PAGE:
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Strawberry Nutrition

glass with cut strawberries

History

Strawberries have been grown in Germany and sold from the end of April to mid-July for the past 150 years. Alongside apples, these plump, red, juicy berries are the most popular type of fruit in Germany. Around 53,500 tonnes of strawberries are consumed each year in Germany. There is a wide range of a thousand varieties throughout the world, each with its own characteristic flavour, colour and size. The cultivated strawberry we have today is the result of extensive cross-cultivation with varieties from all corners of the globe. They are still picked by hand as they always have been, or are available as pick-your-own.

Ingredients and nutritional values

Strawberries are made up of 90% water – yet they taste anything but watery. The substances responsible for this are the fruit acids, flavours and, of course, the fruit sugar they contain. In addition, strawberries also provide a large number of vitamins and minerals. These include vitamin C in particular, which strawberries contain in abundance. Around 150g is enough to supply an adult’s daily requirement of vitamin C. Strawberries also contain a comparatively high amount of potassium and magnesium, plus some folic acid. Nutritional values: based on 200g uncooked weight, corresponds to approx. 10 fresh strawberries.

Nutritional values

based on 200g uncooked weight, corresponds to approx. 10 fresh strawberries

Energy: 64 kcal/256 kJ
Protein: 1.6g
Fat: 0.8g
Cholesterol: 0mg
Carbohydrate: 11g
Fibre: 3.2g (10%)*
Vitamin C: 124mg (124%)*
Potassium: 294mg (15%)*
Folic acid: 130 µg (32%)*
Magnesium: 30mg (9%)*
Iron: 2.0mg (15%)*

Source: The large GU Nutritional Information table, 2006/07. The recommended daily intake amounts correspond to the reference values for nutrient intake (2000) for an adult. *of the daily recommended intake strawberries with green leaves

Buying strawberries

It’s best to buy strawberries picked straight from the field, or even to pick them yourself. Small and medium-sized berries often have more flavour than large ones. Since this is a fruit that spoils easily, it is especially important to check you are getting good quality. The fruits should be not too big, red all over, dry and feel firm to the touch.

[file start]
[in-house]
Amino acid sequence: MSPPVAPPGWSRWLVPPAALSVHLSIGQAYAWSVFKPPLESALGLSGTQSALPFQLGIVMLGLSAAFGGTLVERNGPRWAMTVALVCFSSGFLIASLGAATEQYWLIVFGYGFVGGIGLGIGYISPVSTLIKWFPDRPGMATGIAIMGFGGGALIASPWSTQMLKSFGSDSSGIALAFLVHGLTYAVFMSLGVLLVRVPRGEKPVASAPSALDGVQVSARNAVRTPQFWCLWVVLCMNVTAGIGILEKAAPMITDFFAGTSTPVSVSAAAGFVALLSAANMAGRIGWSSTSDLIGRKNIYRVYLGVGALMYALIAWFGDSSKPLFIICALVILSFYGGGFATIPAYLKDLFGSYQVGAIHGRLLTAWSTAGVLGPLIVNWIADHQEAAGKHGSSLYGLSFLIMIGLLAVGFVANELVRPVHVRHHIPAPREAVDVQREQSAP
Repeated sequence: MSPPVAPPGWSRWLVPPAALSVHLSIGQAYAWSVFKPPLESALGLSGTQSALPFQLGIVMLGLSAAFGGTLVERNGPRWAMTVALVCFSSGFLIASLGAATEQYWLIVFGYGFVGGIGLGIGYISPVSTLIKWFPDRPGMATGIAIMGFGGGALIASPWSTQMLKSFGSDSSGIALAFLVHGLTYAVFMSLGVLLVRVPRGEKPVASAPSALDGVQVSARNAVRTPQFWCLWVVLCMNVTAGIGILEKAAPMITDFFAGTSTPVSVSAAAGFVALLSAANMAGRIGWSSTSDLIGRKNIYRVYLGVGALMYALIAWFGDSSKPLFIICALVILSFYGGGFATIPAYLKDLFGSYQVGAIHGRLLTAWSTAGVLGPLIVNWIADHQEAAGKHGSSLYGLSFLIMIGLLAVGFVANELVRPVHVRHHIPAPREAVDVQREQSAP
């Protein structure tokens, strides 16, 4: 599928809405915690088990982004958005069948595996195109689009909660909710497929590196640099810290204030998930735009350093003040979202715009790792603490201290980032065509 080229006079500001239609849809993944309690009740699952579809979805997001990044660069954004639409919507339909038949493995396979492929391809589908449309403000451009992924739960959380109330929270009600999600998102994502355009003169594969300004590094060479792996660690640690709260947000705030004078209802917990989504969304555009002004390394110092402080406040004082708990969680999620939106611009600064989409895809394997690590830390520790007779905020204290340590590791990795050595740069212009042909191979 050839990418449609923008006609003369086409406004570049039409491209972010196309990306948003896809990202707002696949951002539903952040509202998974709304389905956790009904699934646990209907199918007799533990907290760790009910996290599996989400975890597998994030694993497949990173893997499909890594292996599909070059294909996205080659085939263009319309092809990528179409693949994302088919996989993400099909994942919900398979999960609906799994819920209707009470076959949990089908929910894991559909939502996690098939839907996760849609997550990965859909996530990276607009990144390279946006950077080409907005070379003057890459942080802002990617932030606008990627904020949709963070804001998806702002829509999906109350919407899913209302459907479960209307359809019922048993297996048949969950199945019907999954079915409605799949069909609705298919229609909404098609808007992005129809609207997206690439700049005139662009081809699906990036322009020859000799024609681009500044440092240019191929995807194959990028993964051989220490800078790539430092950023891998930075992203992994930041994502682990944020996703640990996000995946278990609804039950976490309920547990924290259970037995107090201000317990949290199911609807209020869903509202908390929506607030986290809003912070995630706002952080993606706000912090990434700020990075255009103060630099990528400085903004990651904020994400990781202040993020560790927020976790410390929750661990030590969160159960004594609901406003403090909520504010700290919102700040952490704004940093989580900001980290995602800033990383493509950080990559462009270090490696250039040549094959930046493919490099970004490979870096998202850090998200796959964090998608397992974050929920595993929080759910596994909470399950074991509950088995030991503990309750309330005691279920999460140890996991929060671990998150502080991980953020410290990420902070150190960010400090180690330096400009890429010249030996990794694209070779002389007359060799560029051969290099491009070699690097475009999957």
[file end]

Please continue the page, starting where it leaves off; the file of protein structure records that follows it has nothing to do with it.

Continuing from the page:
Storage

Strawberries will only stay fresh for a few days and are very delicate. They should therefore not be stored, in a cool, dry environment, for longer than one to two days. A fridge or cellar is an excellent place to store them. If you store the berries on top of each other or under pressure they will soon turn mushy. To keep strawberries for longer, freeze them without cleaning or washing them. This ensures that they stay nice and firm after thawing. If you wash the berries, be sure to dry them thoroughly before freezing. Our tip for when out and about: strawberries can be transported effectively in a flat plastic box. Strawberries dipped in melting dark chocolate

Cooking with strawberries

Strawberries taste their best when freshly picked. They are delicious served fresh as a dessert with yoghurt, quark or pudding. They make a tasty cake filling, or can be sliced and eaten together with Camembert on a roll or toast. Eaten the traditional way with a dollop of cream, they are popular with everyone young and old. Strawberries taste sophisticated when combined with black pepper and balsamic vinegar, or with iceberg lettuce in a salad.

Particular characteristics and nutritional information

Strawberries are not only healthy, they are also good for your figure. Anyone who likes strawberries can eat them with a clear conscience. A generous, 250g portion only contains around 80 kcal. Strawberries are therefore an excellent choice for a figure-friendly snack between meals.